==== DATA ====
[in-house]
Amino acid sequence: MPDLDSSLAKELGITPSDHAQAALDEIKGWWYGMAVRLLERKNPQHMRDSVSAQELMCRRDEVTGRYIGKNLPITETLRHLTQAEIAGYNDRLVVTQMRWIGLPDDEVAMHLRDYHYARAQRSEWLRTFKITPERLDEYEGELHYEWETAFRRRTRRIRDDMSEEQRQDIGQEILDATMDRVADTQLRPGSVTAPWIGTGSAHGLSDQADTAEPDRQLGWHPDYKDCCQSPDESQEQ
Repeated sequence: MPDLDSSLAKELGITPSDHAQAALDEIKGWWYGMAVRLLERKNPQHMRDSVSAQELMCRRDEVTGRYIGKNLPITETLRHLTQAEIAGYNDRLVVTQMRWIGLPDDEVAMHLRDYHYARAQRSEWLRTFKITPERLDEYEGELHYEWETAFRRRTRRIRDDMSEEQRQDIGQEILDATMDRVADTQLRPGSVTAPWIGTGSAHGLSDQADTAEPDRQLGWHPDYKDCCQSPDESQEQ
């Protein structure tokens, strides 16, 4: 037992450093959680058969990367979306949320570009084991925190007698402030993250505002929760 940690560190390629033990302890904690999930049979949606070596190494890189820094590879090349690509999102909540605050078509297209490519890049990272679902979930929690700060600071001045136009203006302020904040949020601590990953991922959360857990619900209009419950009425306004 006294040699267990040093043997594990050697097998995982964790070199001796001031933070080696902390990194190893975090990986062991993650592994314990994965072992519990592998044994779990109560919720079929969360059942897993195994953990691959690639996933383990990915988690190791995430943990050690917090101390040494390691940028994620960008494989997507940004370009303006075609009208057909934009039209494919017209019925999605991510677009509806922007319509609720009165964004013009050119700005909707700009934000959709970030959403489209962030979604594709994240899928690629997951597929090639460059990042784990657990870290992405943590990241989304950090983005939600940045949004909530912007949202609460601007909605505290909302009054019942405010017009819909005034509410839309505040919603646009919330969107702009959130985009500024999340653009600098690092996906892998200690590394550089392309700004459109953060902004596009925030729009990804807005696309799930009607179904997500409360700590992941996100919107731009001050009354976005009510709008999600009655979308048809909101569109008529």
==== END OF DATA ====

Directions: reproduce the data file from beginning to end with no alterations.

[in-house]
Amino acid sequence: MPDLDSSLAKELGITPSDHAQAALDEIKGWWYGMAVRLLERKNPQHMRDSVSAQELMCRRDEVTGRYIGKNLPITETLRHLTQAEIAGYNDRLVVTQMRWIGLPDDEVAMHLRDYHYARAQRSEWLRTFKITPERLDEYEGELHYEWETAFRRRTRRIRDDMSEEQRQDIGQEILDATMDRVADTQLRPGSVTAPWIGTGSAHGLSDQADTAEPDRQLGWHPDYKDCCQSPDESQEQ
Repeated sequence: MPDLDSSLAKELGITPSDHAQAALDEIKGWWYGMAVRLLERKNPQHMRDSVSAQELMCRRDEVTGRYIGKNLPITETLRHLTQAEIAGYNDRLVVTQMRWIGLPDDEVAMHLRDYHYARAQRSEWLRTFKITPERLDEYEGELHYEWETAFRRRTRRIRDDMSEEQRQDIGQEILDATMDRVADTQLRPGSVTAPWIGTGSAHGLSDQADTAEPDRQLGWHPDYKDCCQSPDESQEQ
């Protein structure tokens, strides 16, 4: 037992450093959680058969990367979306949320570009084991925190007698402030993250505002929760 940690560190390629033990302890904690999930049979949606070596190494890189820094590879090349690509999102909540605050078509297209490519890049990272679902979930929690700060600071001045136009203006302020904040949020601590990953991922959360857990619900209009419950009425306004 006294040699267990040093043997594990050697097998995982964790070199001796001031933070080696902390990194190893975090990986062991993650592994314990994965072992519990592998044994779990109560919720079929969360059942897993195994953990691959690639996933383990990915988690190791995430943990050690917090101390040494390691940028994620960008494989997507940004370009303006075609009208057909934009039209494919017209019925999605991510677009509806922007319509609720009165964004013009050119700005909707700009934000959709970030959403489209962030979604594709994240899928690629997951597929090639460059990042784990657990870290992405943590990241989304950090983005939600940045949004909530912007949202609460601007909605505290909302009054019942405010017009819909005034509410839309505040919603646009919330969107702009959130985009500024999340653009600098690092996906892998200690590394550089392309700004459109953060902004596009925030729009990804807005696309799930009607179904997500409360700590992941996100919107731009001050009354976005009510709008999600009655979308048809909101569109008529």